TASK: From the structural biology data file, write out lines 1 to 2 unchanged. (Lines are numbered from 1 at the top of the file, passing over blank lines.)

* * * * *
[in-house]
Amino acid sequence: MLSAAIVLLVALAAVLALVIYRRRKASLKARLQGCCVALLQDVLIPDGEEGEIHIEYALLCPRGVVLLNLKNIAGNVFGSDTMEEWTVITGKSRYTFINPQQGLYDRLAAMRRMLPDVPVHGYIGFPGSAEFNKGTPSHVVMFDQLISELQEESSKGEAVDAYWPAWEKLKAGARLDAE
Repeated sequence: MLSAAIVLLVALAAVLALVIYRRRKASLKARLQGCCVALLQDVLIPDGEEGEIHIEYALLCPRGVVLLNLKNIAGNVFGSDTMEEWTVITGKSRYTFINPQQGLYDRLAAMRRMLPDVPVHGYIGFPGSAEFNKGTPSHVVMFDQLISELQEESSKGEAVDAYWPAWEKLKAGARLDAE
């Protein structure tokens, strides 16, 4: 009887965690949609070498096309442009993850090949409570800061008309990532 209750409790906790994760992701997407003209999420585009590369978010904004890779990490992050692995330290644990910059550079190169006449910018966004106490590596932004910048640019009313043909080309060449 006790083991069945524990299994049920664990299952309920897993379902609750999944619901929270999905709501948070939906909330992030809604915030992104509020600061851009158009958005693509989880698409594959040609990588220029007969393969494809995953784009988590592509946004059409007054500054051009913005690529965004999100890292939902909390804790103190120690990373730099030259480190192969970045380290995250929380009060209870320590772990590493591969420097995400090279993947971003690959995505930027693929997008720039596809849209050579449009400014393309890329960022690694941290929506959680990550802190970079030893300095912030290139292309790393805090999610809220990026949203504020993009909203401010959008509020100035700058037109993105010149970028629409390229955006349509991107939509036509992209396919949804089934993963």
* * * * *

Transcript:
[in-house]
Amino acid sequence: MLSAAIVLLVALAAVLALVIYRRRKASLKARLQGCCVALLQDVLIPDGEEGEIHIEYALLCPRGVVLLNLKNIAGNVFGSDTMEEWTVITGKSRYTFINPQQGLYDRLAAMRRMLPDVPVHGYIGFPGSAEFNKGTPSHVVMFDQLISELQEESSKGEAVDAYWPAWEKLKAGARLDAE